Hi ! To bopping.org followers. This is the early October 2018 selection, all sides from 1947 to 1955. Very few details are known about the artists, so the music I’m afraid will speak by itself.
The Texas Rhythm Boys
The TEXAS RHYTHM BOYS (vocal Alvin Edwards) had cut « Benzedrine Blues » on Jimmy Mercer’s Royalty label # 600 (1948)in Paris, Texas [see map below]. A medium shuffler (fiddle and steel solo) about a common drug then among musicians.
Nothing at all is known about Alvin Edwards and the Texas Rhythm Boys, a generic name for a rather generic group. “Benzedrine Blues” is their only known record.
RAY WHITLEY (1901-1979) provided a version of the evergreen (Bill Haley, Cousin Ford Lewis, Charlie Stone on Arcade Records) « Jukebox Cannonball ». A medium uptempo : accordion to the fore and fiddle issued on Cowboy 301 (1947).
TOMMY SARGENT was a steel guitar player popular on the West coast. Here he is with two tunes. The fast (accordion) « Night Train To Memphis », with whistle effects on Corax 1084 (1947), then « Steel Guitar Boogie »(# Corax 1328), an uptempo with, of course, steel guitar being the prominent instrument.
We found one more Sargent backing with EDDIE CLETRO, « Lonesome Train Boogie » on Lariat 1058 (1950). Again a tour-de-force for the steel.
On Rainier WR-1 (date unknown), PAUL TUTMARC & the Wranglers. The vocalist is Bonnie Guitar, who backed many people in the early ’50s, before embarking for a successful solo career. Born Bonnie Buckigham (1923) she began performing at age 16, having taken up playing the guitar as a teenager, which led to her stage name, Bonnie Guitar. In 1944 she married her former guitar teacher .Paul Tutmarc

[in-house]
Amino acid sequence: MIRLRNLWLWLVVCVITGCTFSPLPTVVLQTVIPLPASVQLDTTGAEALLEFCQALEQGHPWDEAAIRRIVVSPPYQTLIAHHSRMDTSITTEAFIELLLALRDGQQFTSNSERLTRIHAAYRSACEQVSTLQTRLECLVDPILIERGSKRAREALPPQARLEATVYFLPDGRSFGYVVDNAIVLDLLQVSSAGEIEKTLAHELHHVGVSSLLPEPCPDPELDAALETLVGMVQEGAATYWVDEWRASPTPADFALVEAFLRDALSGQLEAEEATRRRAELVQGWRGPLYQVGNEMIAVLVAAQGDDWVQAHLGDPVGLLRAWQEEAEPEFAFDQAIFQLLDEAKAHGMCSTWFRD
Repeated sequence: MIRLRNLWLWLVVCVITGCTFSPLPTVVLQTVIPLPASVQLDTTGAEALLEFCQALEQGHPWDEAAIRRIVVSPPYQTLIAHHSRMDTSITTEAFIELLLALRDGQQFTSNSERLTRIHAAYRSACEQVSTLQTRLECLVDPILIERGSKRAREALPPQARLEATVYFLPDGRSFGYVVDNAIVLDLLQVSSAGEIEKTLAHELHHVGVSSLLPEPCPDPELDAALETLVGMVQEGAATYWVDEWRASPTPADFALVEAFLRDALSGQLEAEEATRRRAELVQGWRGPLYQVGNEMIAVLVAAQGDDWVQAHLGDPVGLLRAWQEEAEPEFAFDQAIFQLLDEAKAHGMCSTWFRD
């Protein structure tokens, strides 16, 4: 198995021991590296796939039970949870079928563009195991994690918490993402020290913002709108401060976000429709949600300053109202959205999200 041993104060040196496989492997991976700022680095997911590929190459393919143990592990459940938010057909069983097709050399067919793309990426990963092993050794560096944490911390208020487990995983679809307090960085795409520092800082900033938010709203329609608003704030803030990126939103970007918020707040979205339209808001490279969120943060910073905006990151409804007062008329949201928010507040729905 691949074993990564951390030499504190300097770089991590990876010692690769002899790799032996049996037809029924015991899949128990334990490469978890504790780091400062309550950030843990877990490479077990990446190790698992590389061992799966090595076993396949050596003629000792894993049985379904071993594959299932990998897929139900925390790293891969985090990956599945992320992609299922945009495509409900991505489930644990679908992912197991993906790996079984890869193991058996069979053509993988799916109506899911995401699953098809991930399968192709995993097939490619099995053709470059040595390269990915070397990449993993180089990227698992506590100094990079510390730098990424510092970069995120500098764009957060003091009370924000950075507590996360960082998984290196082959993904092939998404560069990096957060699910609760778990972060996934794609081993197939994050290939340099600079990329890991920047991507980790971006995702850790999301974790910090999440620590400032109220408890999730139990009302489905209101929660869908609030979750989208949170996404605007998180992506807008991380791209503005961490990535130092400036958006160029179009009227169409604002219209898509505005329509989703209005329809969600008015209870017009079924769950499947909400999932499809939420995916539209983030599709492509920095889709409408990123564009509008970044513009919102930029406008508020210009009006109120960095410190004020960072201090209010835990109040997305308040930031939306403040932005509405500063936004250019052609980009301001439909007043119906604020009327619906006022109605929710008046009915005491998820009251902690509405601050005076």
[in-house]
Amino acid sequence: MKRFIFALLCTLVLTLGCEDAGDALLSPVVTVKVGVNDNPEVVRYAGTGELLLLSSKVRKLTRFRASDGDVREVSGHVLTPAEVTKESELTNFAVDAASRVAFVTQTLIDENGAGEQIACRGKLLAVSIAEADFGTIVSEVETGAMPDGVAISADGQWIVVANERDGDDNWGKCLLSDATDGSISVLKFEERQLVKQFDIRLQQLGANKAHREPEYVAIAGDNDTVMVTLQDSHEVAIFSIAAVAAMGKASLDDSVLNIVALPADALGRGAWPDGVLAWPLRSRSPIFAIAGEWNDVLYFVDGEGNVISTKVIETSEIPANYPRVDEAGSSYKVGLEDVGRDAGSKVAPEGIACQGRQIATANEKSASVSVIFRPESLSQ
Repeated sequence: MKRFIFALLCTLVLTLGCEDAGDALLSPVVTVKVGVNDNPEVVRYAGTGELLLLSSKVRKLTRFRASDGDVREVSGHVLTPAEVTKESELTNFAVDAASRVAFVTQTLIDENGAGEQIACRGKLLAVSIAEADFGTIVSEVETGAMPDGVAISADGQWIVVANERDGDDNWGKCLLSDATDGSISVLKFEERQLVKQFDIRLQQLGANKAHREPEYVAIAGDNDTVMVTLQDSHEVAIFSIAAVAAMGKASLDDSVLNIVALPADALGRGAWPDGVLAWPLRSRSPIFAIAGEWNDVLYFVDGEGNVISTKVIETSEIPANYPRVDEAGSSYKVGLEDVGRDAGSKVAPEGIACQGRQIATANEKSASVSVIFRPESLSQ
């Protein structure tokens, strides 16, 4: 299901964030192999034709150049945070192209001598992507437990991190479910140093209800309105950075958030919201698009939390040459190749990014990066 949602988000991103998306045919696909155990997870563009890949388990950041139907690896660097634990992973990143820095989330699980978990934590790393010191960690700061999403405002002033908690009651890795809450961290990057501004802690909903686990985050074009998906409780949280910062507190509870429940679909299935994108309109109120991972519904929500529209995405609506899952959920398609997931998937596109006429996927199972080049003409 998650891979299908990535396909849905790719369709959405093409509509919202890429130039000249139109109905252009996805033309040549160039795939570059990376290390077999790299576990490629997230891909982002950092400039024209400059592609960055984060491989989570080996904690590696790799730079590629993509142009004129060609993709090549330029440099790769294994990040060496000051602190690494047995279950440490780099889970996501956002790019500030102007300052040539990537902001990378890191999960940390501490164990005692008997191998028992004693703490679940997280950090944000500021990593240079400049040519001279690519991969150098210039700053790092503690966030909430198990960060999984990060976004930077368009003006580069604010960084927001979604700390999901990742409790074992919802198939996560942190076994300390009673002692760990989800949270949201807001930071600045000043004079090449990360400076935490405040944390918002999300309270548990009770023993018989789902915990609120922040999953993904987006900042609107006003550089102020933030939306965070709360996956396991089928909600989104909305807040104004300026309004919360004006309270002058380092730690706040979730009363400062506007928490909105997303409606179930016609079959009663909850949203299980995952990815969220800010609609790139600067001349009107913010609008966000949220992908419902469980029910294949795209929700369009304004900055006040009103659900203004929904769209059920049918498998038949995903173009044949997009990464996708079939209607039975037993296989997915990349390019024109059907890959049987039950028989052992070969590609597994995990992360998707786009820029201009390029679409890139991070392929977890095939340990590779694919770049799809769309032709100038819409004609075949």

« Dark Moon » : the song was originally issued under Fabor Records in 1956. “Dark Moon” was then issued over to Dot Records and by the spring of 1957, the song hit the pop top 10 list and went into the country top 15 list. Guitar officially had a hit.
It’s an uptempo shuffler (accordion), « Midget Auto Blues ».
Another version of « I’m Sitting On Top Of The World », by TOMMY MAGNESS & His Orange Blossom Boys on the Roanake, Va. Blue Ridge label (1947). Fine steel, fiddle. A good one. Vocal by Hall Brothers. Later (1951) Magness with his Tennessee Buddies had two disks on Federal.
To sum up, a bit of mystery with two entirely different « Mississipi Boogie », but with the same singer. RED PLEASANT & the Southern Serenaders on the Selective label #3 (California) have a strong guitar led tune with Milton Beasley on vocal (1950) . The same MILTON BEASLEY cut his own song on Delta Records (# 409) out of Jackson, Mississipi in 1953. How come Beasley was vocalist on two tunes so different is anybody’s guess. A Bluesman, Julius King, had a great rocking version of the song in 1952 on the Tennessee label (# 127), backed by guitar and..kazoo!
Howdy folks ! Hi ! To returning visitors. This a particularly important fortnight feature, because it includes no less than 11 selections !